Easy access and the ability to mimic point-scale measurements and their spatial and temporal homogeneity (i.e., spatial grid and constant time step) has favored the widespread use of these products in hydrology, most particularly in hydrological modeling applications. This has considerably modified hydrological practices. Classical observation data processing (checking and completing missing precipitation and temperature values, estimates of spatial averages of these variables, etc.) is now less frequently performed by hydrologists for regional and global applications, given that these processes are included in the methodology to derive gridded meteorological datasets.

Gridded meteorological datasets are, however, integrated systems, and it is difficult to fully understand the impact and sensitivity to internal processing of observations, such as treatment of missing data and homogenization. Users, for example, hydrologists, often find it difficult to select one dataset or another, and the choice is often based on pragmatic reasons, for example, the spatial and temporal extent. Therefore, it is important to compare hydrological outputs obtained using different meteorological datasets.

b. Requirements of meteorological datasets for hydrological modeling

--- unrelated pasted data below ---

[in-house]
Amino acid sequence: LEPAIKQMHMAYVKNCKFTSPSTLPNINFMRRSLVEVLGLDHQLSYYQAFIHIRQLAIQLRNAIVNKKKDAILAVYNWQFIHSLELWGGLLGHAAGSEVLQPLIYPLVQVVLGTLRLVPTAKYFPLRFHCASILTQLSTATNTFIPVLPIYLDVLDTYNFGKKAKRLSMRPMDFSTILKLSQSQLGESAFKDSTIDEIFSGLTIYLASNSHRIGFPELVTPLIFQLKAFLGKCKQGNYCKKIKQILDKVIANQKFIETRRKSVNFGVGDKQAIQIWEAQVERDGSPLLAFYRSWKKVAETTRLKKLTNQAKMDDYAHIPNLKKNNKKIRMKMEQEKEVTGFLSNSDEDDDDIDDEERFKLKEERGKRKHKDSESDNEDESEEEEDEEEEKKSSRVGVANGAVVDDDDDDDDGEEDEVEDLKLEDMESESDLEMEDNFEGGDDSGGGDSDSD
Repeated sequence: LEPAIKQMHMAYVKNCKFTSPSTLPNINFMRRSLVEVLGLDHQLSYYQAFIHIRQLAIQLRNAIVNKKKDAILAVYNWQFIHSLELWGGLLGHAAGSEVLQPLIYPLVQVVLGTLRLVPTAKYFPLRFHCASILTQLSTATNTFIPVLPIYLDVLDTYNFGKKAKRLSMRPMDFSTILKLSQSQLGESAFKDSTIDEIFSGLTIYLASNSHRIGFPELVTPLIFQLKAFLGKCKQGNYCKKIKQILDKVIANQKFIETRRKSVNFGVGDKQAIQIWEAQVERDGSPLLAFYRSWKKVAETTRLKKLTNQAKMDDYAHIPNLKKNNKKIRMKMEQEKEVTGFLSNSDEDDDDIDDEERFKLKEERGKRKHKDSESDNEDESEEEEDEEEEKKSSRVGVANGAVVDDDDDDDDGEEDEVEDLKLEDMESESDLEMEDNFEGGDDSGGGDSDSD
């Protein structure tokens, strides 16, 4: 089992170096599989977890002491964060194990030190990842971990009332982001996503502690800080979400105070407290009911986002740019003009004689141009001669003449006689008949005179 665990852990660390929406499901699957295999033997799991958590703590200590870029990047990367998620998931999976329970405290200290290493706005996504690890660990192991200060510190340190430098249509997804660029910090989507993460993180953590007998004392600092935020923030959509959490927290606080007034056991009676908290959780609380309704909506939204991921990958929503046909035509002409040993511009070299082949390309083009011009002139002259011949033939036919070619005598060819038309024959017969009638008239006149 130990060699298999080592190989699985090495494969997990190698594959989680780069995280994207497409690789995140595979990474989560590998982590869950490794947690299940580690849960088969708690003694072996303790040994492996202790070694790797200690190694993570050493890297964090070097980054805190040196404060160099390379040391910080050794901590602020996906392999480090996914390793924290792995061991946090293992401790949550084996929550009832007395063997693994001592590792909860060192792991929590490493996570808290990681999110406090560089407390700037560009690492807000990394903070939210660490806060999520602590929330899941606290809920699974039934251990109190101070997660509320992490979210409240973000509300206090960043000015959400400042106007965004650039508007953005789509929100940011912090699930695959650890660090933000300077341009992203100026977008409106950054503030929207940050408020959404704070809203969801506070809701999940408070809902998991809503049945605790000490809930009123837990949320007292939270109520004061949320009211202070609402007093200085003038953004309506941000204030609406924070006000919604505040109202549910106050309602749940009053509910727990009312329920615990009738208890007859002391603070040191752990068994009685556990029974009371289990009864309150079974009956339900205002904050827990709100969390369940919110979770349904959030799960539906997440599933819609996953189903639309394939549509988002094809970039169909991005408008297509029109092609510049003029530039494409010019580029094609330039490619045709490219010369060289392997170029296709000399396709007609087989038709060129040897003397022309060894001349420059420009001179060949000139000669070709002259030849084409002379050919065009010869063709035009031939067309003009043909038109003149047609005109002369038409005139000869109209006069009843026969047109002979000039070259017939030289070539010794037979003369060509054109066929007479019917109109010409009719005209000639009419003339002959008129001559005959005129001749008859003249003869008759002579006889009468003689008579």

The spatial resolution of datasets must be compatible with the scale of each hydrological study. While most datasets are available at the global scale (Bosilovich et al. 2008), regional datasets at a higher spatial resolution are preferred for regional hydrological studies since they generally assimilate more observations than global ones; resolve physical processes at a finer scale; and consequently account for terrain characteristics, topography, land use, and local weather characteristics. In the particular case of hydrological modeling, Essou et al. (2016b) showed that using regional meteorological datasets instead of global ones for U.S. catchments provided better streamflow simulations, particularly for catchments located in humid continental and subtropical regions. This was explained by a better representation of precipitation seasonality for the regional meteorological datasets than for the global ones. Nevertheless, they also highlighted that, except for humid continental and subtropical regions, global reanalysis precipitation data were used successfully in the United States, since biases were small enough to be compensated for by hydrological model calibration.